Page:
Texas A&M Sport Researcher Finds Rude Coaches Hurt Team Performance
College basketball season is here. As the games get heated, remember to mind your p’s and q’s. Texas A&M sport researcher Dr. George Cunningham found that impolite coaches in NCAA women’s basketball teams negatively impact their players and overall team performance.
“We found that the more incivility from the coach, the poorer the performance of the team,” Cunningham said. “This is because cohesion decreased and psychological safety decreased.”
Cunningham defined incivility as discourteous behavior. For example, a coach ignores a player or creates an exclusive environment that gives favor only to top players.
“It is not necessarily the overt, blatant form of disrespect, but more of a subtle form that adds up over time and creates a death by a thousand cuts phenomenon,” Cunningham said.
Cunningham is a professor of sport management in the College of Education and Human Development. He mainly conducts research in the area of diversity and inclusion in sport. He teamed up with Dr. Kathi Miner, a psychological and brain sciences associate professor in the College of Liberal Arts, to look at how coach behavior and gender affects teams.
They spoke to NCAA Division I women’s basketball players across the nation and gathered performance data from games and final scores.
Miner assessed player performance in relation to coach gender. “We found that regardless of whether the coach was a male or female, female college basketball players responded similarly and negatively to rude, uncivil behavior from their coach,” Miner said.
Cunningham and Miner concluded that for a team to perform at its best, coaches must consider their behavior as part of team outcomes.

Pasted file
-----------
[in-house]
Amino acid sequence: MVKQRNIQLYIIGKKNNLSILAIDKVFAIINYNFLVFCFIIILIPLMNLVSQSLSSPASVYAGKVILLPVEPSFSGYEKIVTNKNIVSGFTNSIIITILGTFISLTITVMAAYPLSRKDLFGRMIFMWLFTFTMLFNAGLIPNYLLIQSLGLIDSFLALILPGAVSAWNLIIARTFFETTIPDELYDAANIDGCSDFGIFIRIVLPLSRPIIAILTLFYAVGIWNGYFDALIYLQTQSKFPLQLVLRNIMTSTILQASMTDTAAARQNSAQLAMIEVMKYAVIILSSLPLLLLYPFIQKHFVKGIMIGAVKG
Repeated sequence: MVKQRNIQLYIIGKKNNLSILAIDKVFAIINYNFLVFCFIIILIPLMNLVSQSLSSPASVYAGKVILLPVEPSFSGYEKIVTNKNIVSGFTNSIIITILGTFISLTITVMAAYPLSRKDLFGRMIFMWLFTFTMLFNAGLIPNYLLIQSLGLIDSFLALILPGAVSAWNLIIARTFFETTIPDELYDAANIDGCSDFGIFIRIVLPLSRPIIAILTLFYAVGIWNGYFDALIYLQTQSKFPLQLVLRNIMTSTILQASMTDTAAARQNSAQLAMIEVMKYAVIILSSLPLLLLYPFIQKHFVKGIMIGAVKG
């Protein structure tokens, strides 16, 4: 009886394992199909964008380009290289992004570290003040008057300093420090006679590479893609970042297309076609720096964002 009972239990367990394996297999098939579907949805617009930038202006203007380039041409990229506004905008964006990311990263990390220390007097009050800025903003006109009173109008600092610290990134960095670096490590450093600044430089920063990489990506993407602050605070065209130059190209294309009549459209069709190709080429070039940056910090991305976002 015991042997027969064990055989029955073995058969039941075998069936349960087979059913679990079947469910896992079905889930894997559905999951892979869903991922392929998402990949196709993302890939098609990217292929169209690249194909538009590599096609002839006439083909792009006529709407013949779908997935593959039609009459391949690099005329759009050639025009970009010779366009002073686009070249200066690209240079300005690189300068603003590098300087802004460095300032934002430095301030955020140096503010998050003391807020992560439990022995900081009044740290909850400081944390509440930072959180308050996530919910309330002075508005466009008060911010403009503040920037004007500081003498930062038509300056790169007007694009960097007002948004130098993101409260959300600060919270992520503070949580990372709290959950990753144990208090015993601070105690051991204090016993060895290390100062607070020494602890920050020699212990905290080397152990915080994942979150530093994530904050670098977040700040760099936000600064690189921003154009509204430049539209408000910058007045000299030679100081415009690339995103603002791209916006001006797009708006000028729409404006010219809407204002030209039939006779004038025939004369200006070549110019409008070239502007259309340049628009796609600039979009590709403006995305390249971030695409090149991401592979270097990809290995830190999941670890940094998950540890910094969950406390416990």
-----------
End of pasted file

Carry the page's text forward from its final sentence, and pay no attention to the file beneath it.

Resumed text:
“The more civil the interactions, the better the performance,” Cunningham said. “Because, they come together as a team. They feel psychologically safe as a team and then performance improves from there.”
This research is also applicable for other relationships, like supervisor and employee. Civility can go a long way in boosting worker morale and helping all teams perform at a higher rate.
Miner is passionate about helping organizations become more inclusive and respectful. “Our research documents the real impact of subtle everyday rudeness on individuals’ and teams’ psychological wellbeing and performance,” Miner said. “In so doing, it points to the importance of addressing incivility in organizations and everyday life.”
Read more about this research.
Read more about Dr. George Cunningham, College of Education and Human Development.
Read more about Dr. Kathi Miner, College of Liberal Arts.
About the Writer
Heather is responsible for news coverage in the Department of Health and Kinesiology, as well as the Department of Educational Administration and Human Resource Development.Articles by Heather
For media inquiries, contact our Media Relations Coordinator, Ashley Green
Dr. Larry Kelly, clinical professor in the Department of Teaching, Learning & Culture, passed away Sunday evening.
When Rebecca Buckland ’09 had her ring stolen, student teacher Sarah Adams ’21 called on the Aggie family to replace it.
What we once thought was just a sports supplement for athletes is now known to be beneficial throughout the entire lifespan, from infancy to the later years of adulthood.
Recent research by higher education scholar Dr. Cinthya Salazar in the Department of Educational Administration and Human Resource Development sheds light on the challenges undocumented students face in higher education.
Have you ever wondered how to become a principal or what principals do? School administration expert Dr. Susan Holley shares everything you need to know.
Six alumni of the college will be recognized for their professional achievements and college-wide impact at the 2021 Outstanding Alumni Gala on Friday, Oct. 22 at the Texas A&M Hotel and Conference Center.
According to the Joint Economic Committee the highest percentage of individuals in the labor force are the Latinx community at 62%. However, just 17-20% of the Latinx community attends college. Latinx in STEM researcher Dr. Noemi Mendoza Diaz hopes to change this.
Members of a delegation from Kenya visited the Texas A&M University campus on Sept. 12-13 to explore partnerships, ultimately signing a memorandum of understanding with the College of Education and Human Development.
Dr. Fuhui Tong, head of the Department of Educational Psychology, has been appointed to the Douglas J. Palmer Endowed Chair in Educational Psychology.
Dr. Jeffrey Liew, professor and associate dean of research, is among thirteen distinguished faculty members at Texas A&M to be honored as 2021 Chancellor’s Enhancing Development and Generating Excellence in Scholarship (EDGES) Fellows.